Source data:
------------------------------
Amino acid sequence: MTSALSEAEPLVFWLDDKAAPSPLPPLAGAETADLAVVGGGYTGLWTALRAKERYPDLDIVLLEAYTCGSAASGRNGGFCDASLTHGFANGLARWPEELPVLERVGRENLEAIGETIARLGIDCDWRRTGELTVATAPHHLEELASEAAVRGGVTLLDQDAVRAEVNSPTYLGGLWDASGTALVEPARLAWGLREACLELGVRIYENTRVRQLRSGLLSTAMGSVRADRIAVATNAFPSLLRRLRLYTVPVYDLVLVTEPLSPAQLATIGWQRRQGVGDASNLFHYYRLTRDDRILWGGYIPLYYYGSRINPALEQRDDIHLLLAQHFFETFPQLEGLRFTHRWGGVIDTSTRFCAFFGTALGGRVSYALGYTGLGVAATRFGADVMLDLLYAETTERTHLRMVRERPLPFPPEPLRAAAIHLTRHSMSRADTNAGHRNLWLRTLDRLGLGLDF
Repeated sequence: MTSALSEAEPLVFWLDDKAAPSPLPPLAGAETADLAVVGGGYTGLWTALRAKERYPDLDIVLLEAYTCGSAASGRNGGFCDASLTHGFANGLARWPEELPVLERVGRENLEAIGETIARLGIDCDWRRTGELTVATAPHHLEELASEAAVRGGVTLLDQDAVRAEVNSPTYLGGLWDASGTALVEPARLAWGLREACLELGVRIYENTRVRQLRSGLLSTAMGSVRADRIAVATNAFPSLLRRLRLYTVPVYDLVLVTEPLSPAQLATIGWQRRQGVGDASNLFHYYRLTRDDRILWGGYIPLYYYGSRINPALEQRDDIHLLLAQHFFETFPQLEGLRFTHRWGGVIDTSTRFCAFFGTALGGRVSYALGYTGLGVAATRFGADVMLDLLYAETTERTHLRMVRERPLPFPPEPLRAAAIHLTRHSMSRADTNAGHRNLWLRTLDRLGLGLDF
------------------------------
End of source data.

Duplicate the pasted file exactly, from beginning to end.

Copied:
Amino acid sequence: MTSALSEAEPLVFWLDDKAAPSPLPPLAGAETADLAVVGGGYTGLWTALRAKERYPDLDIVLLEAYTCGSAASGRNGGFCDASLTHGFANGLARWPEELPVLERVGRENLEAIGETIARLGIDCDWRRTGELTVATAPHHLEELASEAAVRGGVTLLDQDAVRAEVNSPTYLGGLWDASGTALVEPARLAWGLREACLELGVRIYENTRVRQLRSGLLSTAMGSVRADRIAVATNAFPSLLRRLRLYTVPVYDLVLVTEPLSPAQLATIGWQRRQGVGDASNLFHYYRLTRDDRILWGGYIPLYYYGSRINPALEQRDDIHLLLAQHFFETFPQLEGLRFTHRWGGVIDTSTRFCAFFGTALGGRVSYALGYTGLGVAATRFGADVMLDLLYAETTERTHLRMVRERPLPFPPEPLRAAAIHLTRHSMSRADTNAGHRNLWLRTLDRLGLGLDF
Repeated sequence: MTSALSEAEPLVFWLDDKAAPSPLPPLAGAETADLAVVGGGYTGLWTALRAKERYPDLDIVLLEAYTCGSAASGRNGGFCDASLTHGFANGLARWPEELPVLERVGRENLEAIGETIARLGIDCDWRRTGELTVATAPHHLEELASEAAVRGGVTLLDQDAVRAEVNSPTYLGGLWDASGTALVEPARLAWGLREACLELGVRIYENTRVRQLRSGLLSTAMGSVRADRIAVATNAFPSLLRRLRLYTVPVYDLVLVTEPLSPAQLATIGWQRRQGVGDASNLFHYYRLTRDDRILWGGYIPLYYYGSRINPALEQRDDIHLLLAQHFFETFPQLEGLRFTHRWGGVIDTSTRFCAFFGTALGGRVSYALGYTGLGVAATRFGADVMLDLLYAETTERTHLRMVRERPLPFPPEPLRAAAIHLTRHSMSRADTNAGHRNLWLRTLDRLGLGLDF